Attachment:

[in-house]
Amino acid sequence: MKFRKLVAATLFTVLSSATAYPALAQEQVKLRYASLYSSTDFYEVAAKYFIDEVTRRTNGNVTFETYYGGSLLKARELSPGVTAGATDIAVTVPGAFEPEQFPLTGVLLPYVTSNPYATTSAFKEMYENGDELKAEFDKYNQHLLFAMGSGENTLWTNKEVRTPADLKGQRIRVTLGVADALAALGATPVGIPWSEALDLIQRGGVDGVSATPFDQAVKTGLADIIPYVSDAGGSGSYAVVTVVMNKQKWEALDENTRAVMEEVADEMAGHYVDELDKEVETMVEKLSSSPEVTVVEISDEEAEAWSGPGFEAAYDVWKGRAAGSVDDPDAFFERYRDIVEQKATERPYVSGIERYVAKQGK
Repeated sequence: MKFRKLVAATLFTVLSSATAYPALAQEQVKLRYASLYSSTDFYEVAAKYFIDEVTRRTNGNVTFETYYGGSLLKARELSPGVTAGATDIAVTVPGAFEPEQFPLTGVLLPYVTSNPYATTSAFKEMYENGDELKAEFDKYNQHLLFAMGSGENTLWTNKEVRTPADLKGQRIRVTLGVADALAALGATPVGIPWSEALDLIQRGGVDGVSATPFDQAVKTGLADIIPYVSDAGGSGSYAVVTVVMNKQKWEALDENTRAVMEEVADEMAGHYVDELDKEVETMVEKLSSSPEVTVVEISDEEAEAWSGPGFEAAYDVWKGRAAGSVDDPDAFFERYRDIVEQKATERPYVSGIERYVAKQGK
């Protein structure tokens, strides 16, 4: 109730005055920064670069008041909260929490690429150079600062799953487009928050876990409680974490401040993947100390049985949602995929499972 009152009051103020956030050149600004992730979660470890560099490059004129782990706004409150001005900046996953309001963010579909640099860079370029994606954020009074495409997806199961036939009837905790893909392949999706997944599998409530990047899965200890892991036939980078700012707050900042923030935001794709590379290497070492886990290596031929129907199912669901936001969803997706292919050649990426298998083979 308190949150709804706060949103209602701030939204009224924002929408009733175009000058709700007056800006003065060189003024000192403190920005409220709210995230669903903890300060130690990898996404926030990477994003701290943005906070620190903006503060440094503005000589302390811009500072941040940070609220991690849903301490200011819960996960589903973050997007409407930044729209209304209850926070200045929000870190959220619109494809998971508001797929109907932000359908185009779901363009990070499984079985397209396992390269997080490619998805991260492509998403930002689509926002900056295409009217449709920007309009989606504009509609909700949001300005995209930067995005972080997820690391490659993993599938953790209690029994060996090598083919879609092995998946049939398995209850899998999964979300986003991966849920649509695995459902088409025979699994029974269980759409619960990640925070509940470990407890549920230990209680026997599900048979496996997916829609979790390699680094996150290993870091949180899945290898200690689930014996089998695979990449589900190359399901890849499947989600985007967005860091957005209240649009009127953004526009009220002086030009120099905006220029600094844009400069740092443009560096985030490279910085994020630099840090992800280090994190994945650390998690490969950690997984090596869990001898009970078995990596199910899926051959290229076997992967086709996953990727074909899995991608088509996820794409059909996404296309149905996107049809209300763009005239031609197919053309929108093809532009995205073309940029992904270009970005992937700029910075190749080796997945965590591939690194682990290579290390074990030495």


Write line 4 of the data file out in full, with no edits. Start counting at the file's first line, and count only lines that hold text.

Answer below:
């Protein structure tokens, strides 16, 4: 109730005055920064670069008041909260929490690429150079600062799953487009928050876990409680974490401040993947100390049985949602995929499972 009152009051103020956030050149600004992730979660470890560099490059004129782990706004409150001005900046996953309001963010579909640099860079370029994606954020009074495409997806199961036939009837905790893909392949999706997944599998409530990047899965200890892991036939980078700012707050900042923030935001794709590379290497070492886990290596031929129907199912669901936001969803997706292919050649990426298998083979 308190949150709804706060949103209602701030939204009224924002929408009733175009000058709700007056800006003065060189003024000192403190920005409220709210995230669903903890300060130690990898996404926030990477994003701290943005906070620190903006503060440094503005000589302390811009500072941040940070609220991690849903301490200011819960996960589903973050997007409407930044729209209304209850926070200045929000870190959220619109494809998971508001797929109907932000359908185009779901363009990070499984079985397209396992390269997080490619998805991260492509998403930002689509926002900056295409009217449709920007309009989606504009509609909700949001300005995209930067995005972080997820690391490659993993599938953790209690029994060996090598083919879609092995998946049939398995209850899998999964979300986003991966849920649509695995459902088409025979699994029974269980759409619960990640925070509940470990407890549920230990209680026997599900048979496996997916829609979790390699680094996150290993870091949180899945290898200690689930014996089998695979990449589900190359399901890849499947989600985007967005860091957005209240649009009127953004526009009220002086030009120099905006220029600094844009400069740092443009560096985030490279910085994020630099840090992800280090994190994945650390998690490969950690997984090596869990001898009970078995990596199910899926051959290229076997992967086709996953990727074909899995991608088509996820794409059909996404296309149905996107049809209300763009005239031609197919053309929108093809532009995205073309940029992904270009970005992937700029910075190749080796997945965590591939690194682990290579290390074990030495």